When Does The Clock Stop In Football: During each quarter of an American football game, a 15-minute game clock is utilised to keep track of the action. When an incomplete pass is thrown in either college football or professional football, the game clock is stopped for that play. After the last two minutes of the first half or after the final five minutes of the second half, a player who has control of the ball must leave the field of play in order for the clock to stop. An offensive team that is in the lead and in control of the ball will try to use up as much of the remaining time on the clock as possible in order to draw the game to a close as fast as possible, denying the opposing team another opportunity to score.
Most of the time, the leading team will complete a sequence of easy rushing plays (the clock does not stop advancing at the completion of every rushing play until the rusher walks out of bounds) or one or more quarterback kneels to take the lead. An opponent is willing to tolerate a loss of yards in order to drain more time from the game clock, since time elapsed is believed to be more important than yardage to a team in the lead.
The utilisation of passing plays by a team attempting to run out the time is not recommended since an incomplete pass will force the game clock to halt. Unlike fumbles, passing plays always involve the chance of interception, and also disperse the offence throughout the field, making tackling after an interception far more difficult than tackling after a fumble. If the ball is forced out of bounds, the clock will be stopped as well. It is as a result of this that teams like to run plays toward the centre of the field in order to reduce the likelihood that the ball would go out of bounds.
A big advantage of running plays is that they significantly reduce the likelihood of turning the ball over, as well as the likelihood of a turnover leading to a touchdown or large gain for the defence. West Coast offense-style throws, which are generally considered to be relatively safe and short, may be and often are used to extend the clock, particularly if additional yardage is required to achieve a first down and keep possession.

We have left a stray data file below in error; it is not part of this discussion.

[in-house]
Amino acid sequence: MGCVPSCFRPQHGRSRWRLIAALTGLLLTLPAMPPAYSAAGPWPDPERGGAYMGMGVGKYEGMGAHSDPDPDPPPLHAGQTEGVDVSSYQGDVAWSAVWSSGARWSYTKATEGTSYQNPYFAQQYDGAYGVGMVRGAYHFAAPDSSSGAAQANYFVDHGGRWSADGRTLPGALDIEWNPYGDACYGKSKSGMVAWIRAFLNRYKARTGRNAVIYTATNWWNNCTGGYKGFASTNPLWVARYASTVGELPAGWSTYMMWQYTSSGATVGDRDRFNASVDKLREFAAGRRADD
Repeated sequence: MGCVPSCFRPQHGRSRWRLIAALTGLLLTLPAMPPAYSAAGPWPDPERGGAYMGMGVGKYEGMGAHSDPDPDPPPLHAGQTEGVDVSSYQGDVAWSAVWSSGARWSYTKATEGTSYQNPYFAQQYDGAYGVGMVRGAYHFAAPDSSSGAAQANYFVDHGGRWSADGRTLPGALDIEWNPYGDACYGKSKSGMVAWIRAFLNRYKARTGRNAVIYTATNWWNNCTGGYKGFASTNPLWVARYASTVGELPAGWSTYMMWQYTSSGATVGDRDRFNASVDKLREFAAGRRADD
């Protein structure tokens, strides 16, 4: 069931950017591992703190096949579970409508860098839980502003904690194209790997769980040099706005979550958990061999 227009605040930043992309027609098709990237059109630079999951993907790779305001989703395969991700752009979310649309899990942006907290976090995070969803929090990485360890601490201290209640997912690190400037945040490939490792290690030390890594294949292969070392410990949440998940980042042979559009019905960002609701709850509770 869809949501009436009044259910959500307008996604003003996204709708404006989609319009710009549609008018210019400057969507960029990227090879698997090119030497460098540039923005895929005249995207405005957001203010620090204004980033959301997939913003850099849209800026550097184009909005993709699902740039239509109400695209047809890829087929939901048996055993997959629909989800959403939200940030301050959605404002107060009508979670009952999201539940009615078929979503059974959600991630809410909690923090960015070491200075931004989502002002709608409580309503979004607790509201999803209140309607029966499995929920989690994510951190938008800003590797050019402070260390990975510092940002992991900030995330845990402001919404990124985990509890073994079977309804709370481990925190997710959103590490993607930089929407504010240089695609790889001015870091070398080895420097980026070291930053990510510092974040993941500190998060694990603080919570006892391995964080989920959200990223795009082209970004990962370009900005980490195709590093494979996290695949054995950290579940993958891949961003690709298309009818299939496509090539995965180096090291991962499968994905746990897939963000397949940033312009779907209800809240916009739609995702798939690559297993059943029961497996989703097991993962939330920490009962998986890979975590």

Currently, in both professional and collegiate football (as of the 2008-09 season), the offence gets 40 seconds from the conclusion of the previous play to run the following play before the defence takes over. A team that is attempting to run out the clock will let the play clock (which records the amount of time left before a play must be executed) drain as much as possible before executing its next move.
It’s especially significant in the NFL because of the two-minute warning that is in place throughout the game. If the trailing team has used all of its timeouts and the leading team has the ball with a first down at the two-minute warning, the leading team may essentially run out the clock and win the game without having to execute another good play on the field.
It is possible for the offence to take three “knees,” one on each of the first, second, and third downs (using full 40 seconds of the play clock on each), and then allow time to expire before needing to execute a play on fourth down with two minutes remaining (120 seconds). By gaining a first down before the two-minute warning, a scenario identical to the one described above may be created. The “Victory Configuration” is the name given to this exercise because the offence lines up in a tightly-protective “V” formation to reduce the likelihood of a fumble or other turnover.